. Has No Artistic Temperament
Mr. Kreisler believes in living the
t9days, and never the yesterdays or
tomorrows. He confesses, somewhat
apologetically, that he has no artis-
tic temperament and he goes through
no special ritual before or after a
performance.
His traveling manager and accom-
panist are fiercely protective when
on tour with him, for alone he would
be utterly defenseless against the
hordes of admirers who would take
up his time and energy if they could
reach him.
In a more obscure walk of life, it
is, said, he would be the best loved
and most imposed on man in the
community; the kind of man who
would be nice to wallflowers at a
party, who would listen with interest
to a neighbor's recital of his ail-
ments, and who would lend money
to his friends without security.
Among the opinions which Kreisler
has is that the amateur gets more
out of music than the professional
and that every really great musician
is at heart an amateur.
He believes that he became a viol-
inist because his father wanted to
be one and couldn't. The latter was
forced by his parents to study for a
"bread and meat" career and thus
became a doctor. Yet, the elder
Kreisler was a great lover of music
and used to meet with his friends
in town to play. These men really
strove to understand music, Fritz
Kreisler once said, and they got
much more out of it than do artists
because they are not handicapped by
being professionals.
Owns Valuable Library
The most reasured possession, aside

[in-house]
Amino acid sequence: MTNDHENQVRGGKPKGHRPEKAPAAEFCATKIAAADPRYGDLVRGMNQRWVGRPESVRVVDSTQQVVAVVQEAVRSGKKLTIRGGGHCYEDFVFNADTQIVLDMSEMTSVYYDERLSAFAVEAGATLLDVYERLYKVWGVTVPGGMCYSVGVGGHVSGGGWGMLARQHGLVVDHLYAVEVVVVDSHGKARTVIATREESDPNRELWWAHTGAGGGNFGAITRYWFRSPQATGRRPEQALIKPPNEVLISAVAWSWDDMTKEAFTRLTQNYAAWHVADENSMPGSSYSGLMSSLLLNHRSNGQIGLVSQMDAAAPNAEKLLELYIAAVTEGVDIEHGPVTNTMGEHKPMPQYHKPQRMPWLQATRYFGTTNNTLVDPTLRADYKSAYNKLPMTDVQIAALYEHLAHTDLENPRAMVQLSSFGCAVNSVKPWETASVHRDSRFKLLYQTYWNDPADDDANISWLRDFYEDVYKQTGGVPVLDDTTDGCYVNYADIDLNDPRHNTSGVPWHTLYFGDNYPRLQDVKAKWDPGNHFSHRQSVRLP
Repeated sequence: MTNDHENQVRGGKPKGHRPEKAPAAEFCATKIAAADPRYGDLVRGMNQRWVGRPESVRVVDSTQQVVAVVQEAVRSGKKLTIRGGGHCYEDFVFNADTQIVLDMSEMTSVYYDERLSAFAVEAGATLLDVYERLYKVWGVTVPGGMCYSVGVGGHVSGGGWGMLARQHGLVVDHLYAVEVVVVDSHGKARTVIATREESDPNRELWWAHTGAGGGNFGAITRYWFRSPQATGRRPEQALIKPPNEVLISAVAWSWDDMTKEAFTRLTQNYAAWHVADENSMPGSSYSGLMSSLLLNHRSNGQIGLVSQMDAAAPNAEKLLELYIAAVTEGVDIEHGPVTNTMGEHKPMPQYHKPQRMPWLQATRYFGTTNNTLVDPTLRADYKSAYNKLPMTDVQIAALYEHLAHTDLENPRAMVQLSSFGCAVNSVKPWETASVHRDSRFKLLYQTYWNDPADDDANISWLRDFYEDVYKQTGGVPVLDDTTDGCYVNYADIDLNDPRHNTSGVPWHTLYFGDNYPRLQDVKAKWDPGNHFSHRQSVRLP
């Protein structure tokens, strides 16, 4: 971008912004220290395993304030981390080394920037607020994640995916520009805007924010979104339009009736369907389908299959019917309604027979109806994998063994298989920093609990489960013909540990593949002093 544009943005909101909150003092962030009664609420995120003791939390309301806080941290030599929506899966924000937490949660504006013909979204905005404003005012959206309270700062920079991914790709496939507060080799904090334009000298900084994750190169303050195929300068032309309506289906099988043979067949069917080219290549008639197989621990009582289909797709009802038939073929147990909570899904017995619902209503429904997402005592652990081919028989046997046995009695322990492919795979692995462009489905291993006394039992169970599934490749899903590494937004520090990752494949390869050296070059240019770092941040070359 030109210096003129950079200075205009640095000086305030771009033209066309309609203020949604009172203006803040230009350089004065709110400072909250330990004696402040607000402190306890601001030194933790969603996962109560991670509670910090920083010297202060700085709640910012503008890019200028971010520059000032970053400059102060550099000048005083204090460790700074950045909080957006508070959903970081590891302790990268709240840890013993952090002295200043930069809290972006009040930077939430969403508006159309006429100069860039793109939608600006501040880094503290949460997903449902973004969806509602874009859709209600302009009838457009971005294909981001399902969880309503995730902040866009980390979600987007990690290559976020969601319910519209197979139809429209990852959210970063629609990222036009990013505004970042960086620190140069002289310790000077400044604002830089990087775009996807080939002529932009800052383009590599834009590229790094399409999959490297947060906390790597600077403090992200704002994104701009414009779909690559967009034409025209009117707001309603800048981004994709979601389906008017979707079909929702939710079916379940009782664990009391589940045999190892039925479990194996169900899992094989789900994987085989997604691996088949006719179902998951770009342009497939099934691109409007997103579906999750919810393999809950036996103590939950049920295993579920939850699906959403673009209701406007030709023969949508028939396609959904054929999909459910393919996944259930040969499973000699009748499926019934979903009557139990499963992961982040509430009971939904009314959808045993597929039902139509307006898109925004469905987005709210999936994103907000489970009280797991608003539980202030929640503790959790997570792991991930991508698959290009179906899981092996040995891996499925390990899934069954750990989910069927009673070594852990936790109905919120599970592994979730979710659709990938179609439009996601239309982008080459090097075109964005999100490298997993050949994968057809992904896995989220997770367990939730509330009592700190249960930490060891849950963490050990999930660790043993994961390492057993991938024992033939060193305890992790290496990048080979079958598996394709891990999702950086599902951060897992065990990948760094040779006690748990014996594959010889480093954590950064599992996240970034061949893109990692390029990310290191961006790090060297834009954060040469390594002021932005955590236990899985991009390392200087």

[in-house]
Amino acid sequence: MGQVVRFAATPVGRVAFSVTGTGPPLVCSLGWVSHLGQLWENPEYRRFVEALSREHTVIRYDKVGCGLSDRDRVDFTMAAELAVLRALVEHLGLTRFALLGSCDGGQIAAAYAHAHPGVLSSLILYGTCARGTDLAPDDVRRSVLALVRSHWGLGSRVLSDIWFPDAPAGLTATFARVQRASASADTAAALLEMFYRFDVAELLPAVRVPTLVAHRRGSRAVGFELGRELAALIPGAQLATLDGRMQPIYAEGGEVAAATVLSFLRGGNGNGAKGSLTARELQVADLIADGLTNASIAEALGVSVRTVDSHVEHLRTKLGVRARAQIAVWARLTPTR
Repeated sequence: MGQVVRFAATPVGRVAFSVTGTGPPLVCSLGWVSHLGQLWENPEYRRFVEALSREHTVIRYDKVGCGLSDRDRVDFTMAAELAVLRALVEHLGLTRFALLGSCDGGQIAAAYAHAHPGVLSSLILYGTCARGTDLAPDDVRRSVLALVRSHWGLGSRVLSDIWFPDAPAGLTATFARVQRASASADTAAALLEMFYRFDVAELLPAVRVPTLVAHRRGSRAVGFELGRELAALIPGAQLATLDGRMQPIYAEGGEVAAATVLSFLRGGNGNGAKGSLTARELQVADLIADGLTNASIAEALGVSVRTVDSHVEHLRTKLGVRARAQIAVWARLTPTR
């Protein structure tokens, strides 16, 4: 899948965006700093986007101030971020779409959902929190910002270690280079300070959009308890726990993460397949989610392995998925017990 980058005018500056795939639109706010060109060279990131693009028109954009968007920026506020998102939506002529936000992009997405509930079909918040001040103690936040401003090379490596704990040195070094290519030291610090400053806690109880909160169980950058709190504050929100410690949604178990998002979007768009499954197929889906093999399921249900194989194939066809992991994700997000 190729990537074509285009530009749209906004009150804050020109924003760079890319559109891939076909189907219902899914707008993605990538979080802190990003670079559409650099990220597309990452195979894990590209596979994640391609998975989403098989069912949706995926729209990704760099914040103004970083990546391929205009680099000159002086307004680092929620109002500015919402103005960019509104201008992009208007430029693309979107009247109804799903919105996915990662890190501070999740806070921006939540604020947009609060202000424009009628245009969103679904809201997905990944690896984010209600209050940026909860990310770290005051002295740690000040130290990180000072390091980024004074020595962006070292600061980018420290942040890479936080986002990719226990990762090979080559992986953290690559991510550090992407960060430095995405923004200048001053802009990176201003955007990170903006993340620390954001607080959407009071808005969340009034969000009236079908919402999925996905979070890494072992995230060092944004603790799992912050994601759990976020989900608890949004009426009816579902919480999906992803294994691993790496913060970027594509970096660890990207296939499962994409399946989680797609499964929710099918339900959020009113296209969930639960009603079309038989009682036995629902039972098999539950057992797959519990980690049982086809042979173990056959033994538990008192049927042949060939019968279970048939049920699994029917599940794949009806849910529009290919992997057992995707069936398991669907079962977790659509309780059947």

from his favorite Stradivarius, of
Fritz Kreisler is his library, which
contains many thousands of volumes.
As he, , himself does not even know
just how many books are in it, these
volumes, many of them worth several
thousand dollars each, have been sent
to London to be catalogued by ex-
perts."
The keystone of the philosophy of
this great musical master is that
music is a fundamental need of man.
Man naturally needs music, and not
only music, but good music is his
opinion and he further believes that
much of the present day musical out-
put was "written for the metro-
nojne."
"Music has gone astray," he said
in a recent interview, "nevertheless
it is, and always will be what it has
been through the ages-a cultural
necessity, a necessary medium for the
refreshing of a person's soul and
spirit, so he can concentrate upon
higher things."

h

I

-..

ALEXANDER KIPNIS
The beauty of his voice and the
magic of his personality have won
artistic triumph for him in the
music capitals of the world.
According to the New York Times,
h is "the re antet living Gurne-